Table of Contents
What is a tech pack and why is it important?
A tech pack is a master document that contains all of the technical information about a product. It includes everything from the product’s measurements to the type of fabrics that should be used. A tech pack is an essential tool that works like an instruction manual for any clothing manufacturer, as it ensures that all products are made to the same specifications.
By providing a factory ready tech pack you are taking the guesswork out of how to produce your style and will receive a sample that is truer to your design. Having a tech pack also gives you the ability to shop your product around to different manufacturers and manage quality control.
What goes into a tech pack?
A tech pack typically includes the following information:
The style details in a tech pack are usually in the header and include:
- Each of your styles should have a unique number. This will help you keep track of your tech packs and make it easier for manufacturers to identify each style.
- A good description will notate key details about the design such as garment type, customer (man, women, or child), and fit. An example description for a women’s legging may be “Women’s full length legging”.
- Notate what size range the garment will be produced in. Most commonly seen in the industry are small through extra-large.
- This is also an excellent location to notate the sample size of your fit sample. The sample size is the size that you would like the sample to be produced in.
The technical sketch can be referred to as a fashion flat. This will show the garment from multiple angles with all the design details that are important to the construction of the garment. This is used as a tool for both the design team and tech team to ensure that everyone is on the same page with what the final product should look like.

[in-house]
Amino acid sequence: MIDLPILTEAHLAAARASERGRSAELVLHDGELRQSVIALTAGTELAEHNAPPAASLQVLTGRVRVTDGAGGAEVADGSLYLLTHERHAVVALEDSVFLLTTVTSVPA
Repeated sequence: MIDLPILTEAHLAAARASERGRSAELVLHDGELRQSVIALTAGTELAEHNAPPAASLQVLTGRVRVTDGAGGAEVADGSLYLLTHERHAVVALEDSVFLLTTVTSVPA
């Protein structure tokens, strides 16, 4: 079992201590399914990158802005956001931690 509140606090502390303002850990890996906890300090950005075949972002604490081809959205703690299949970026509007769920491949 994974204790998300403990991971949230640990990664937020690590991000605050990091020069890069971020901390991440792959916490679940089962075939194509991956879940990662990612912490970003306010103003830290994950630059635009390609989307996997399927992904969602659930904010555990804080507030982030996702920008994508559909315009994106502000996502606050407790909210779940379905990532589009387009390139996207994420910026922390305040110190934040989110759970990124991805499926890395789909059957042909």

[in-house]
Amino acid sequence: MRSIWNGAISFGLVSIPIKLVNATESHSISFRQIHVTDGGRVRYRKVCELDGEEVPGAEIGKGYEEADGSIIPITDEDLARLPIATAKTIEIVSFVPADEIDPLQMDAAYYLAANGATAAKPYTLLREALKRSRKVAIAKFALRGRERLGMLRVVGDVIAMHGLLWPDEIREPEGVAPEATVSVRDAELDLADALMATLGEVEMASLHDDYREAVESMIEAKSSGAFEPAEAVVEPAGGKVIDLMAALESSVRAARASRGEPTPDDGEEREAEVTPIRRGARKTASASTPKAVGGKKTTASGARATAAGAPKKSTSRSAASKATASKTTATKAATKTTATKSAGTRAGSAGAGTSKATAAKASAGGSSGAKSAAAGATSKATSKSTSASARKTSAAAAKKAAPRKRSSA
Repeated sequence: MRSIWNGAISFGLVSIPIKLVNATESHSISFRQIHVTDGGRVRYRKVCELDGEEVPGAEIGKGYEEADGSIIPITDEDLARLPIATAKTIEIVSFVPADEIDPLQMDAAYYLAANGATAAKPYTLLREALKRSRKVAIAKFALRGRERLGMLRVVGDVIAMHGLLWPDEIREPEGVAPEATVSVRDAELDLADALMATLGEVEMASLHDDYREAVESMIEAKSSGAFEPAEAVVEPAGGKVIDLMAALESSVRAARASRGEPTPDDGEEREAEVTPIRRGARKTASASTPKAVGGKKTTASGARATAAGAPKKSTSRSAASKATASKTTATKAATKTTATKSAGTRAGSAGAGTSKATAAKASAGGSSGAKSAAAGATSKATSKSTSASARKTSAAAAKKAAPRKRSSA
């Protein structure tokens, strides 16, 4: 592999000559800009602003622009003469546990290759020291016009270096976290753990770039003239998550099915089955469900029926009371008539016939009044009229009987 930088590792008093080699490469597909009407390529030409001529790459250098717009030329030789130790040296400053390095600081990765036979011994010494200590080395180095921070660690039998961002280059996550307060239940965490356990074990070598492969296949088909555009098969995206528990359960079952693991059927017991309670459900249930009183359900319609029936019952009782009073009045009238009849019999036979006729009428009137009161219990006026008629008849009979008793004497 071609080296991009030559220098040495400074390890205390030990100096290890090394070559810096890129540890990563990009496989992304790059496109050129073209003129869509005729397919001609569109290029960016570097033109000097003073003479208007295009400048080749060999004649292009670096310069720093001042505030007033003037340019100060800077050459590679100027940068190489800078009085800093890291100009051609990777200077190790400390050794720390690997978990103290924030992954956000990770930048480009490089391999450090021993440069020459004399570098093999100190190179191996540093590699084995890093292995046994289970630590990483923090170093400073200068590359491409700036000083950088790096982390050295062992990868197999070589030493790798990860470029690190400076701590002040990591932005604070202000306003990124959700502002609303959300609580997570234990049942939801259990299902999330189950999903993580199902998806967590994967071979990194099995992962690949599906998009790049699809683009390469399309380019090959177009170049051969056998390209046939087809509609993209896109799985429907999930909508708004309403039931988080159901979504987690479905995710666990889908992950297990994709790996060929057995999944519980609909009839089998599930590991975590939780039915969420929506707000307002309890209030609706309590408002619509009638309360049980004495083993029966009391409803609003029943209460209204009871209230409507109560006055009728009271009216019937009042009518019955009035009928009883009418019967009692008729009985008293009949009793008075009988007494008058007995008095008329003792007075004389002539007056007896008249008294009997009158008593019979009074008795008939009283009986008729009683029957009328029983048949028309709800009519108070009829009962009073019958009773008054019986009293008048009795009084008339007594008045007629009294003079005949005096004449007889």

Callouts notate specific construction details that the garment needs to have per the designer. These can be things like:
– Trim details
– Functional pocket details
– Buttons and buttonholes
– Zipper placements
– Elastic placements
and more. Without these callouts, it would be very difficult for the factory to construct the garment correctly. A detailed tech pack should have high quality photos or sketches of these details from existing garments. This portion of the tech pack should be handled by an expert pattern maker or technical designer to make sure the garment comes together in the best possible way.
The measurement chart will have the initial measurements for key points of measure that the pattern maker will follow to create the pattern. Included with the measurement chart will be a description of how the garment should fit. For example, if the tech pack is for a pair of jeans the measurement chart will include waist, hip, outseam, inseam, rise, and thigh measurements. The description might read: “The garment should fit snug through the hips and thighs with a tapered leg opening”.
Once your sample is approved and graded the rest of the measurements will be filled out with the measurements for each size. This may be called the spec sheet as well. When your initial sample is complete the actual measurements will be recorded to document the changes from the pattern to the sample.
Measurement chart sketch
A good tech pack should also include fashion flats of the garment in this section. This sketch will help the factory understand the points of measure used to take the measurements.
Bill of materials
The bill of materials (BOM) is a list of all the components needed to make a product. It includes everything from the thread and elastic used to assemble the product, to the fabric and trims used for its finish. The BOM is an important tool for factories, as it ensures that they have all the necessary components to complete a product.
Information to include in the BOM:
- Describe the materials by the type of material, width, and other qualities that helps identify the material.
- The location of where the material is used. For example, if an applique is placed on the left chest, it would be notated as “LC”. The main fabric of a garment will be placed on the “body” as an example.
- This column will have the vendor that is supplying the material.